THURSTON v. WASHINGTONAnnotate this Case
THURSTON v. WASHINGTON
1907 OK 57
90 P. 16
18 Okla. 362
Supreme Court of Oklahoma
JULIA A. THURSTON
MARY JANE WASHINGTON, et al.,
¶0 1. PUBLIC LANDS--Rules of Interior Department--Judgments. A rule of the secretary of the interior which requires a contestant before townsite trustees appointed under the act of May 14, 1890, to deposit thirty-two dollars with the treasurer of the board before a cause will be heard, is a reasonable rule, which a court of equity will uphold; but a failure to comply with such rule will not render void a judgment of a court of general common law and chancery jurisdiction, where the court had jurisdiction of the subject-matter and of the parties to the action.
2. EVIDENCE--Sufficient, When. The evidence in this case examined and held to be sufficient to sustain the judgment of the court.
STATEMENT OF FACTS.
This was an action brought by Julia A. Thurston against Mary Jane Washington, heir of William Washington, deceased, and his unknown heirs and devisees. It involves the title to lots 21 and 22 in block 3 in that subdivision of the city of Guthrie known as West Guthrie. The facts may be briefly stated as follows:
It appears that the property in question was first claimed by Mrs. O. V. Hayes and by William Washington, each of said parties claiming to be the original settler and occupant of said property, and entitled to a deed thereto from the townsite trustees appointed by the secretary of the interior under and pursuant to act of congress. A contest was instituted between the parties before the townsite trustees, and under the rules and regulations of the secretary of the interior the parties were required to make a deposit of $ 32, to defray the expenses of the proceedings. Washington failed to comply with this rule, and the lots were awarded to Mrs. Hayes, and deed was issued to her on June 15, 1893. On June 21, 1893, Mrs. Hayes conveyed the property to Carrie R. Thwing. On July 28, 1893, Washington commenced suit in the district court of Logan county against Carrie R. Thwing, alleging that he was the first settler and occupant of said lots, and the rightful owner thereof, that he was entitled to a deed to said property, and that the same had been wrongfully awarded to Mrs. Hayes, that neither Mrs. Hayes nor Carrie R. Thwing had ever improved or occupied said lots, and that Carrie R. Thwing had notice of such proceedings, and prayed that a resulting trust be declared in his favor, on the ground of misapplication of the law by the townsite trustees. It further appears that H. R. Thurston, the husband of plaintiff in error, was attorney for William Washington. Both parties appeared and introduced evidence to sustain their respective contentions. The court found the issues in favor of the plaintiff and against the defendant, and entered a decree accordingly, which decree, no appeal having been taken, became in all respects final. Subsequently Washington died, leaving his widow, Mary Jane Washington, the defendant in error. It further appears that in the latter part of 1902, the plaintiff in error, desiring to purchase said lots, and acting on the belief that the judgment rendered in the case between Washington and Thwing was void, she procured a deed from Carrie R. Thwing, as well as from Mary Jane Washington, for the premises, and instituted this suit to perfect and quiet her title. Mary Jane Washington appeared and filed an answer, denying the material allegations contained in the petition, and as a further defense to the action, alleged that the deed from her was procured through fraud and misrepresentation, and that no consideration had been paid for the procurement thereof by the plaintiff in error. The cause was submitted to the court, and the issues were found in favor of the defendant and against the plaintiff, and judgment entered in accordance therewith. The plaintiff appeals.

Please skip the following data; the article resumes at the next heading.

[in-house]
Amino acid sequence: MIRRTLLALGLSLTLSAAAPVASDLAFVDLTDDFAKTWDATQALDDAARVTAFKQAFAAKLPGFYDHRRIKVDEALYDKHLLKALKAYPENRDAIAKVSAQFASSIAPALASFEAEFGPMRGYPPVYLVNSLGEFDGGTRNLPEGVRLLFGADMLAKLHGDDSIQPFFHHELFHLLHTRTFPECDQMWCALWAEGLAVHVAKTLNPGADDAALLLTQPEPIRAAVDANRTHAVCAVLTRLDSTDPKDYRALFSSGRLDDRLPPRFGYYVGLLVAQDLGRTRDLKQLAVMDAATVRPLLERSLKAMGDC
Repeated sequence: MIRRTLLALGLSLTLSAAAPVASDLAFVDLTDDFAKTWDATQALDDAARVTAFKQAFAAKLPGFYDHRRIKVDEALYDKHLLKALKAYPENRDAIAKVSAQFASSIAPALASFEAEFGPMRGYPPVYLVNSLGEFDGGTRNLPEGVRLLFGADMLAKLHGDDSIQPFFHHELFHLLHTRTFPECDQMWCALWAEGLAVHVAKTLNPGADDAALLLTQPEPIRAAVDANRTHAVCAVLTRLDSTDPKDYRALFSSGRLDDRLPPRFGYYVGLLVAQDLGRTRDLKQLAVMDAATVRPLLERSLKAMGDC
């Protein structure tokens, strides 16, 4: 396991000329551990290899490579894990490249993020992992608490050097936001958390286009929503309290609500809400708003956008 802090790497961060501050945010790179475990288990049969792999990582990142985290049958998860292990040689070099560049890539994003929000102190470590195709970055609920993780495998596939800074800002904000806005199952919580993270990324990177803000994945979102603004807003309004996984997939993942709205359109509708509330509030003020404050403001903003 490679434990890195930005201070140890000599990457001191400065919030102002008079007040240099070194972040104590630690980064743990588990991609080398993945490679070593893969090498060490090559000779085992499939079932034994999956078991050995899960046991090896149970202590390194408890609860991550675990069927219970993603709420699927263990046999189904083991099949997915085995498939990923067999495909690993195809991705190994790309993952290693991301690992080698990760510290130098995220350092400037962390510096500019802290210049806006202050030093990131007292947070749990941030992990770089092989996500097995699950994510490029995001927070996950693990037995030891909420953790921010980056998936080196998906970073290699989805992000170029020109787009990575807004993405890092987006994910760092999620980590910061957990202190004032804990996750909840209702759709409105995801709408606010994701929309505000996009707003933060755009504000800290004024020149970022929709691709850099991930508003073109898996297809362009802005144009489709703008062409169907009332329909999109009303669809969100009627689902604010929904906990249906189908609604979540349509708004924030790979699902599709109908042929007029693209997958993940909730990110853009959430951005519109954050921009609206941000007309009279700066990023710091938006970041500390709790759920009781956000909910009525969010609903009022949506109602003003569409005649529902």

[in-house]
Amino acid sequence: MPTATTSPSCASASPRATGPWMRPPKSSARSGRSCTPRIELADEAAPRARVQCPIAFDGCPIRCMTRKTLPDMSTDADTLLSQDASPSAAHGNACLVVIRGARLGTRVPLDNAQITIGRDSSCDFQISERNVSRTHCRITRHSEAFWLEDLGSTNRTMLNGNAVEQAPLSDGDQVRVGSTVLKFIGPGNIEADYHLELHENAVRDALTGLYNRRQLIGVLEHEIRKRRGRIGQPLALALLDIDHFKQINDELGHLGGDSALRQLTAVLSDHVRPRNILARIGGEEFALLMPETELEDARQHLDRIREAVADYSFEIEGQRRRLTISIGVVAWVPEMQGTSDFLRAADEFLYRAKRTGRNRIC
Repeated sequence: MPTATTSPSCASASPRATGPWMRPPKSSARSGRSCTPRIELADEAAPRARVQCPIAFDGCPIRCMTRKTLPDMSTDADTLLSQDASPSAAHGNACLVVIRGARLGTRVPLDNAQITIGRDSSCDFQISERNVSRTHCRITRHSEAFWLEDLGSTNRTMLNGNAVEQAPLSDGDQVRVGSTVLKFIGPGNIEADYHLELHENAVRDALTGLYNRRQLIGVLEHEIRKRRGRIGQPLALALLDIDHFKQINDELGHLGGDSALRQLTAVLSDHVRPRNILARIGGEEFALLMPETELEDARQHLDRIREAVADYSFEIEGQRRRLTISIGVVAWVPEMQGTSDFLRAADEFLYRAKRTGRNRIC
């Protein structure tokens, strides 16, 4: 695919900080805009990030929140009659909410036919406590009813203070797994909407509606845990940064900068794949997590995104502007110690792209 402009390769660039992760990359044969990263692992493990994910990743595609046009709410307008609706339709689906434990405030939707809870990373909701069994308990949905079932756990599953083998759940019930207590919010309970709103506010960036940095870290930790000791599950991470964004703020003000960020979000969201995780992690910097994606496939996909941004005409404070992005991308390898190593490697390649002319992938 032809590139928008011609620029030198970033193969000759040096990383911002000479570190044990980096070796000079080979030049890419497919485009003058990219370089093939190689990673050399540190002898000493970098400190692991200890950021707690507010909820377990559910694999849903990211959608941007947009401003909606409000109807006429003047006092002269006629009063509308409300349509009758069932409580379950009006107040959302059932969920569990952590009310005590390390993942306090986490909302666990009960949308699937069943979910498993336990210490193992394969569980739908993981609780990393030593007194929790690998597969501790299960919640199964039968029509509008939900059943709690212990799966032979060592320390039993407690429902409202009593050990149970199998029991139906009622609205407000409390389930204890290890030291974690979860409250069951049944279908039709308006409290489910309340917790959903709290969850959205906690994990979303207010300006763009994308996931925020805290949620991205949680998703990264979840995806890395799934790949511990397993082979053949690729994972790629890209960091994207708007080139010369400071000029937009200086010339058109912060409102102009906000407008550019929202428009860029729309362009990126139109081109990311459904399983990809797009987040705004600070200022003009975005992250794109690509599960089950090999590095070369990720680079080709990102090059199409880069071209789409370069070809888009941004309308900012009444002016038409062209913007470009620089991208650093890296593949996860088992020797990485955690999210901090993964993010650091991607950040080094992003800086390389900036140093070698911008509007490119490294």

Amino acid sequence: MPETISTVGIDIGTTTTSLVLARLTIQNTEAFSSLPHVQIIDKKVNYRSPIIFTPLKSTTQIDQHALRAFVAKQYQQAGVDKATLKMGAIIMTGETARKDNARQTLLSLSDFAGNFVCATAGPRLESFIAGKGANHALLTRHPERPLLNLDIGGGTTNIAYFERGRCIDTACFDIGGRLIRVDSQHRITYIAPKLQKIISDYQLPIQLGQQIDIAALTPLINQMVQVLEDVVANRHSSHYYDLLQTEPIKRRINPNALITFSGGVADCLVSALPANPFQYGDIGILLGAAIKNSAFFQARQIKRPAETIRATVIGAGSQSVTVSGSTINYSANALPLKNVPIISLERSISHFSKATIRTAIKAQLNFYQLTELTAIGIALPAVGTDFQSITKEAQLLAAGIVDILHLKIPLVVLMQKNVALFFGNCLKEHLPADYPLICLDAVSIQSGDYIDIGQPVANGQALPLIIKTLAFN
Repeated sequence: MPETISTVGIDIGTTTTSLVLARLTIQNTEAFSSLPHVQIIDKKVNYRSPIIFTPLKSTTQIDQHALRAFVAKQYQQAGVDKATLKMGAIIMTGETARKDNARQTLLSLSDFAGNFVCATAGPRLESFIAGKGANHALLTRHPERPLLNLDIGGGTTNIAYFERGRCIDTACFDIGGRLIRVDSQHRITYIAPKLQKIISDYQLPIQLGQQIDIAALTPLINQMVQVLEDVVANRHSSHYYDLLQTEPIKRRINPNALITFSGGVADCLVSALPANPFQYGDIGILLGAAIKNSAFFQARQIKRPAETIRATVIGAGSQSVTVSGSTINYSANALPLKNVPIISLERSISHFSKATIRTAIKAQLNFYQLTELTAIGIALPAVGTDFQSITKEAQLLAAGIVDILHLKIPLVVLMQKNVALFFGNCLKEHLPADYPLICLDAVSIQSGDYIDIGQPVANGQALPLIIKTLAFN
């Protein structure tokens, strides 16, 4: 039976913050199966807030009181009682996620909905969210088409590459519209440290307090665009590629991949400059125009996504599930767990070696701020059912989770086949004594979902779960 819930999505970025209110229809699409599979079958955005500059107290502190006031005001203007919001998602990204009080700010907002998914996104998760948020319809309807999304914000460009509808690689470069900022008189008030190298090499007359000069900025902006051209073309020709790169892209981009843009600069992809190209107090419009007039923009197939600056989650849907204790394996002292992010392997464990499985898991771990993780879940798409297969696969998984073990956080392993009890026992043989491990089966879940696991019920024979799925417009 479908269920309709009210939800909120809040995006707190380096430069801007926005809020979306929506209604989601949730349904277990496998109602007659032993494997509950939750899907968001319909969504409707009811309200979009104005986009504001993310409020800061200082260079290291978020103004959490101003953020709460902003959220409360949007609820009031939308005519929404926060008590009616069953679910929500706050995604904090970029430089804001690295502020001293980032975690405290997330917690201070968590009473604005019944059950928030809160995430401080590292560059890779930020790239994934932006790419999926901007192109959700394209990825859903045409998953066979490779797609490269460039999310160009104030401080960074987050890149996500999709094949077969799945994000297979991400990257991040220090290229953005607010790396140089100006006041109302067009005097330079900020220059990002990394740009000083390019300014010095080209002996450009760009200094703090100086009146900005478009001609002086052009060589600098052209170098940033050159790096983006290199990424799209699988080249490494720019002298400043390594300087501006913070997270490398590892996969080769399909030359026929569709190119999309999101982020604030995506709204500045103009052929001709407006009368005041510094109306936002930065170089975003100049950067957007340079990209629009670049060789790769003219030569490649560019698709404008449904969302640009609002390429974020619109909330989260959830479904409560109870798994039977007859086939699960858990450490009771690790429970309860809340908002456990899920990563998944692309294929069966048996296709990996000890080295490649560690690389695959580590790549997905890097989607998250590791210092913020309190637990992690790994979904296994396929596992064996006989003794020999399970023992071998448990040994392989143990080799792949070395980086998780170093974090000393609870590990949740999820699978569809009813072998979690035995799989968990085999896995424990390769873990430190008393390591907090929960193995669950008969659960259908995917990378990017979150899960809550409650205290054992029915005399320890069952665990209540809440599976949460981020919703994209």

Error from the District Court of Logan County; before John H. Burford, Trial Judge.
Cotteral & Horner, for plaintiff in error.